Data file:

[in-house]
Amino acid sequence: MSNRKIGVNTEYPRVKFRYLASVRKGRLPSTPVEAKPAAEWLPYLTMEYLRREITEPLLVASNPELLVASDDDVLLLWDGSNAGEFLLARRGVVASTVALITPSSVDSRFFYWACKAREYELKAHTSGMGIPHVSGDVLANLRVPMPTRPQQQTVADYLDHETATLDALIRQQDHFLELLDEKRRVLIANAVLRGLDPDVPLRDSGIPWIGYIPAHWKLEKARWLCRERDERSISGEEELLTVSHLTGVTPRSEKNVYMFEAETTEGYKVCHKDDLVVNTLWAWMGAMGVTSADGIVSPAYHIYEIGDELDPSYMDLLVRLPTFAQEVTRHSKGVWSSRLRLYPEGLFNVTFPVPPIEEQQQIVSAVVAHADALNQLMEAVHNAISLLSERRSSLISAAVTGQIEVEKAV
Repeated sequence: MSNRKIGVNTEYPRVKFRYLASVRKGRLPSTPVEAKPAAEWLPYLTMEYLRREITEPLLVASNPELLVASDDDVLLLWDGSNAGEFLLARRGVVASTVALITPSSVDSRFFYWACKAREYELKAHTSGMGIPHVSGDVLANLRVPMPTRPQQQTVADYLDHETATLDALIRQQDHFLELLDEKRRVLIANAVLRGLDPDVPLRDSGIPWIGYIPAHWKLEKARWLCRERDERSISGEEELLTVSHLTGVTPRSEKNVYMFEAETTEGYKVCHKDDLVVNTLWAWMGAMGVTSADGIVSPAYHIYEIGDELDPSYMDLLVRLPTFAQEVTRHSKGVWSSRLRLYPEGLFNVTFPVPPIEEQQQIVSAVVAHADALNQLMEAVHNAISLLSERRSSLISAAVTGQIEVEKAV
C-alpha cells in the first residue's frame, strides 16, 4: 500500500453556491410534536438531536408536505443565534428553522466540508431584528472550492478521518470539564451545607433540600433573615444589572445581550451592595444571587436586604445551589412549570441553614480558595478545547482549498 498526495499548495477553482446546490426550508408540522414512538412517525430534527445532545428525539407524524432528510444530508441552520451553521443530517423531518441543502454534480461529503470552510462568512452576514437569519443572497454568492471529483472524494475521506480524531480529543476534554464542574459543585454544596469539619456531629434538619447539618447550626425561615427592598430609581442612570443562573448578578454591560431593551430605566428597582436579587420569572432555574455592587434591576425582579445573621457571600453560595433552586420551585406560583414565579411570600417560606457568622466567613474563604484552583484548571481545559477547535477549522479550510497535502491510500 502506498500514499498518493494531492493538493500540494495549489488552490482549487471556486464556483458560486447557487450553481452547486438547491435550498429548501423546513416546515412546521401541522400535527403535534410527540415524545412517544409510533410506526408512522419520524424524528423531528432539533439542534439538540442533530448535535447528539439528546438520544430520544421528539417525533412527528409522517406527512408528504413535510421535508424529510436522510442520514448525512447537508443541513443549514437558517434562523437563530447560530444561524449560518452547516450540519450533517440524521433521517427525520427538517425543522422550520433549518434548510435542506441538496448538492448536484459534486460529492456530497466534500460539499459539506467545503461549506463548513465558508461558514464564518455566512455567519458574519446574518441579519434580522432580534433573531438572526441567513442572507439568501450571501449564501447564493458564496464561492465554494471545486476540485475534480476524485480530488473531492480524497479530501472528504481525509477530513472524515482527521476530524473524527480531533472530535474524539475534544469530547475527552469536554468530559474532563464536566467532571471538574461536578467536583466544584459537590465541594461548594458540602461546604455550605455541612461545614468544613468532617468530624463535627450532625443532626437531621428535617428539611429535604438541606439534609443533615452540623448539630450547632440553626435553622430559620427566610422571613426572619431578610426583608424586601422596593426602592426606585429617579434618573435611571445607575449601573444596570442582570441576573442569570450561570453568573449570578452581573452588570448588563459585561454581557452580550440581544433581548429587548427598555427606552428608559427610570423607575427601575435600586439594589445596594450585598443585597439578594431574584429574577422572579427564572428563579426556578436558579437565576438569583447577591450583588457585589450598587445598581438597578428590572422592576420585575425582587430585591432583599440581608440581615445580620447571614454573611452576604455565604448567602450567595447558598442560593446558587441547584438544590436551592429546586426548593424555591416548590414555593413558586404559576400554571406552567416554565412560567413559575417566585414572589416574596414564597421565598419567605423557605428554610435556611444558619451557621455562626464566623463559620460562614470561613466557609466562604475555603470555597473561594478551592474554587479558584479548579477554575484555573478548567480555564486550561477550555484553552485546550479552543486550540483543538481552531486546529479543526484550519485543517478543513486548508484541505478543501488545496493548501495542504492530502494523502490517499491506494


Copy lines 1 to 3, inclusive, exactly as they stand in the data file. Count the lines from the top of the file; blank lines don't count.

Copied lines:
[in-house]
Amino acid sequence: MSNRKIGVNTEYPRVKFRYLASVRKGRLPSTPVEAKPAAEWLPYLTMEYLRREITEPLLVASNPELLVASDDDVLLLWDGSNAGEFLLARRGVVASTVALITPSSVDSRFFYWACKAREYELKAHTSGMGIPHVSGDVLANLRVPMPTRPQQQTVADYLDHETATLDALIRQQDHFLELLDEKRRVLIANAVLRGLDPDVPLRDSGIPWIGYIPAHWKLEKARWLCRERDERSISGEEELLTVSHLTGVTPRSEKNVYMFEAETTEGYKVCHKDDLVVNTLWAWMGAMGVTSADGIVSPAYHIYEIGDELDPSYMDLLVRLPTFAQEVTRHSKGVWSSRLRLYPEGLFNVTFPVPPIEEQQQIVSAVVAHADALNQLMEAVHNAISLLSERRSSLISAAVTGQIEVEKAV
Repeated sequence: MSNRKIGVNTEYPRVKFRYLASVRKGRLPSTPVEAKPAAEWLPYLTMEYLRREITEPLLVASNPELLVASDDDVLLLWDGSNAGEFLLARRGVVASTVALITPSSVDSRFFYWACKAREYELKAHTSGMGIPHVSGDVLANLRVPMPTRPQQQTVADYLDHETATLDALIRQQDHFLELLDEKRRVLIANAVLRGLDPDVPLRDSGIPWIGYIPAHWKLEKARWLCRERDERSISGEEELLTVSHLTGVTPRSEKNVYMFEAETTEGYKVCHKDDLVVNTLWAWMGAMGVTSADGIVSPAYHIYEIGDELDPSYMDLLVRLPTFAQEVTRHSKGVWSSRLRLYPEGLFNVTFPVPPIEEQQQIVSAVVAHADALNQLMEAVHNAISLLSERRSSLISAAVTGQIEVEKAV